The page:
Just weeks after Facebook was sued for allegedly intercepting private messages, the social network finds itself forced to defend another complaint that it conducts unlawful activities, this time for supposedly falsifying member endorsements -- aka "likes" -- for advertising purposes.
The latest complaint, which is seeking class action status, was filed Thursday by lawyers for Colorado resident and Facebook user Anthony Ditirro with the San Jose division of the Northern District Court of California.
Ditirro asserts that in November of 2013 Facebook misrepresented that he liked USA Today in a sponsored advertisement shown to at least one of his social network friends.
"Although plaintiff has nothing negative to say about USA Today newspapers, plaintiff is not an avid reader of USA Today, nor does plaintiff endorse the newspaper," the complaint states, adding that Ditirro has never visited USA Today's Web site, or clicked the like button on USA Today's Web site or Facebook Page. "Defendant knowingly used plaintiff's likeness and Facebook profile to advertise to the general public that plaintiff endorsed USA Today without plaintiff's permission."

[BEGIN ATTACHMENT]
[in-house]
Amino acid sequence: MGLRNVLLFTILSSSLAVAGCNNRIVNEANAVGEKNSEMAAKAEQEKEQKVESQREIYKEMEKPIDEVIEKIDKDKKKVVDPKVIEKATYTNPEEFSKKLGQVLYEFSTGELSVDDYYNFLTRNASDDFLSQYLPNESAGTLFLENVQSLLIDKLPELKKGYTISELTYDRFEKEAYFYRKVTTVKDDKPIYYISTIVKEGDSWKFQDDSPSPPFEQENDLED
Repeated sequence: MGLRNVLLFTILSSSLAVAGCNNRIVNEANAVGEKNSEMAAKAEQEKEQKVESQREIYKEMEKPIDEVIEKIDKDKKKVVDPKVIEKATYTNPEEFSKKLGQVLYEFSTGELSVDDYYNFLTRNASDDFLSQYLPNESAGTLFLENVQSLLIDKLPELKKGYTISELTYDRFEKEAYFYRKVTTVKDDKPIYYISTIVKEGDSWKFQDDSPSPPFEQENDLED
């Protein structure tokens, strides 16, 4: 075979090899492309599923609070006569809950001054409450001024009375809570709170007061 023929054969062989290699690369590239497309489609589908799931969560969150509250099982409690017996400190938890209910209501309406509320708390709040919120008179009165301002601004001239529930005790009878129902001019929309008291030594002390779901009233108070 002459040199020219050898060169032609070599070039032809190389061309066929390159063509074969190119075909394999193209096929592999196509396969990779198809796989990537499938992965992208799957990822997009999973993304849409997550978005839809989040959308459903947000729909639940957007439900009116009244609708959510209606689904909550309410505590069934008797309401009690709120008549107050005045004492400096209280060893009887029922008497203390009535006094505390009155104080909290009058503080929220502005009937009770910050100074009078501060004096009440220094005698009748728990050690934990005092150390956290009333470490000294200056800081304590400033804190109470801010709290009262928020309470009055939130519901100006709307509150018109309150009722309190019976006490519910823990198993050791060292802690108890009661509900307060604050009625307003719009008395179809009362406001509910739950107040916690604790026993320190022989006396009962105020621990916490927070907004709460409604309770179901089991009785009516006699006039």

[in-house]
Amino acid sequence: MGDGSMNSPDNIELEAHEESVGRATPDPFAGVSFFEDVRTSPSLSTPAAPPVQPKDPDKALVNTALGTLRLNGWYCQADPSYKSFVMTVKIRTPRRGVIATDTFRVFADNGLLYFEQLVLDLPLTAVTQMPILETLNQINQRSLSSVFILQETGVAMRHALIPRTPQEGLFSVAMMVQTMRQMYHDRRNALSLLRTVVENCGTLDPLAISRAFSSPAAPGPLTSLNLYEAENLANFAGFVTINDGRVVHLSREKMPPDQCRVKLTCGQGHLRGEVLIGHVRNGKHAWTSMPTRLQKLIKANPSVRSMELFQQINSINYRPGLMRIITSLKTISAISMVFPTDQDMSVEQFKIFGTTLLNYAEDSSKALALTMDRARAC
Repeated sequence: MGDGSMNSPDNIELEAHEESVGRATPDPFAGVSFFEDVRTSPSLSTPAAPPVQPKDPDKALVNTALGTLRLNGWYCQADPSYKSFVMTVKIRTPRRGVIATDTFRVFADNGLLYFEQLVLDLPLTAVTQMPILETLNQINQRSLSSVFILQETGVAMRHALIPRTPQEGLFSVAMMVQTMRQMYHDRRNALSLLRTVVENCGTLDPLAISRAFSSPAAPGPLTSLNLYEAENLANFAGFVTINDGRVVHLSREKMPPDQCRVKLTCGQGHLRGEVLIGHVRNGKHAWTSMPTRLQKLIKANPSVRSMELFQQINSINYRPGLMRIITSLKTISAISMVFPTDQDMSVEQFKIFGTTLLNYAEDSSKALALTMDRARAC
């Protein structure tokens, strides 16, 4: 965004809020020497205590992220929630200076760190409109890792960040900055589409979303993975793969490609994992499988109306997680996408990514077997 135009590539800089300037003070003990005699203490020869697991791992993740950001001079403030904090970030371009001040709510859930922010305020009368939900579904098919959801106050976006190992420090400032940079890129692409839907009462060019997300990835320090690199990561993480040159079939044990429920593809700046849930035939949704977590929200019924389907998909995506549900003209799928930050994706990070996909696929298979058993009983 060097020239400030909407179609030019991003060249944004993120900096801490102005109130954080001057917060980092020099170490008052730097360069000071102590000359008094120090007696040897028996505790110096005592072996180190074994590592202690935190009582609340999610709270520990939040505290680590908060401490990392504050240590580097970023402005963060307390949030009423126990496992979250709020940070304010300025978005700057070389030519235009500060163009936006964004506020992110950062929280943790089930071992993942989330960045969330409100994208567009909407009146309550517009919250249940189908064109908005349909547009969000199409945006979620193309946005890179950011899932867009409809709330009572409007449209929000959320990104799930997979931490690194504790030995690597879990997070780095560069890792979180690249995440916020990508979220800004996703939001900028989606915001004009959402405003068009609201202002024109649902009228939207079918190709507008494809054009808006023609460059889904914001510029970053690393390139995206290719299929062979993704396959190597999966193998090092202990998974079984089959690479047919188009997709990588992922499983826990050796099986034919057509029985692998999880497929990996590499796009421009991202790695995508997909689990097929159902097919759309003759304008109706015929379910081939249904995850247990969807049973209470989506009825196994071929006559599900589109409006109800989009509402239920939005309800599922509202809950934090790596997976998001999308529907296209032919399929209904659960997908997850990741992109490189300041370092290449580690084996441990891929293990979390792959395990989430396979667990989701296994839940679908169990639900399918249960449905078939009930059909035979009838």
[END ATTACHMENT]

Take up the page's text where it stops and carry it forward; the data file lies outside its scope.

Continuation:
The complaint accuses Facebook of breaking a number of California civil and business codes, and argues that class members should receive statutory and punitive damages -- of at least $750 per person -- for the unauthorized use of their likeness. Ditirro's suit is on behalf of all US Facebook users whose profiles were manipulated to manufacture endorsements without their consent.
"The complaint is without merit and we will defend ourselves vigorously," a Facebook spokesperson told CNET.
The latest class action complaint closely trails another alleging like-related wrongdoing by the social network. At the end of December, Facebook was accused of intercepting members' private messages to mine the data for profit.
The full complaint is embedded below.